I’ve probably mentioned this here before, but if I were a billionaire, beyond doing a lot of the standard things that people say they would do if they were to suddenly find themselves among the world’s richest – quitting my job, giving to charity, etc. – I would invest a significant amount of money into funding research designed for the sole purpose of giving me super powers.
I’m not joking when I say that.
I don’t really believe that it’s possible to develop super powers, but with that much money, why not pursue even the slimmest hope? Besides, I’m sure that other benefits would arise from such research, so why not?
Of course, I’m not a billionaire, and it’s unlikely that I’ll ever be even a millionaire, so it’s all irrelevant anyway.
However, if I had somewhat more money than I have now, I would consider hiring someone to come in and catalogue and archive my comics for me.
When Scott came over on Wednesday, we whiled away the time while watching movies by bagging and boarding all of the comics I’ve bought since I last bagged, boarded, and archived my collection. Based on the number of bags and boards left over, the total was somewhat less than 100 comics, but trying to organize even that number and squeeze them into the drawer boxes with the other comics was a hassle, one which I didn’t complete, and which I would happily pay someone else to do for me.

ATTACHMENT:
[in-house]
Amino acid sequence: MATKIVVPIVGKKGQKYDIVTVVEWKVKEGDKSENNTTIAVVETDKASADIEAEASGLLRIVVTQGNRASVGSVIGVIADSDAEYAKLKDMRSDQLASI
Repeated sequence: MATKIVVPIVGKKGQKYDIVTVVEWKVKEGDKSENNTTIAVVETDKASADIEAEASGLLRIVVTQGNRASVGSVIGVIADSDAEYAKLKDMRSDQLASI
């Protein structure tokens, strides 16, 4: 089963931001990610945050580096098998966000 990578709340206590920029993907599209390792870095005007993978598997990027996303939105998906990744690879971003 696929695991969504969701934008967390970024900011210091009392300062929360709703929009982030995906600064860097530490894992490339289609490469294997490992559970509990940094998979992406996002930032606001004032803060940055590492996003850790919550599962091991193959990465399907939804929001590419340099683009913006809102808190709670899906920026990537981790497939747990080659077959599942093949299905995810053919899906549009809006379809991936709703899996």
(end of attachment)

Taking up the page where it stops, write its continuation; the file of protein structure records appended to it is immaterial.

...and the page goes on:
Speaking of not becoming a millionaire or billionaire, my new year at work got off to a pretty bumpy start.
From April up until a few months ago, the bane of my existence was this piece of busywork known as the Flash Report, a report that I – and one other person – had to put together every week and present to our executive leadership. When they finally hired someone solely for the purpose of doing the Flash Report and I had transitioned out of the role, I breathed a happy sigh.
Unfortunately, that person has been moved onto another project, and I’ve been roped back into working on the Flash Report.
In all honesty, I probably wouldn’t mind doing the Flash Report so much – even though it is a lot of work – if I wasn’t also expected to keep performing my actual job (whatever that is).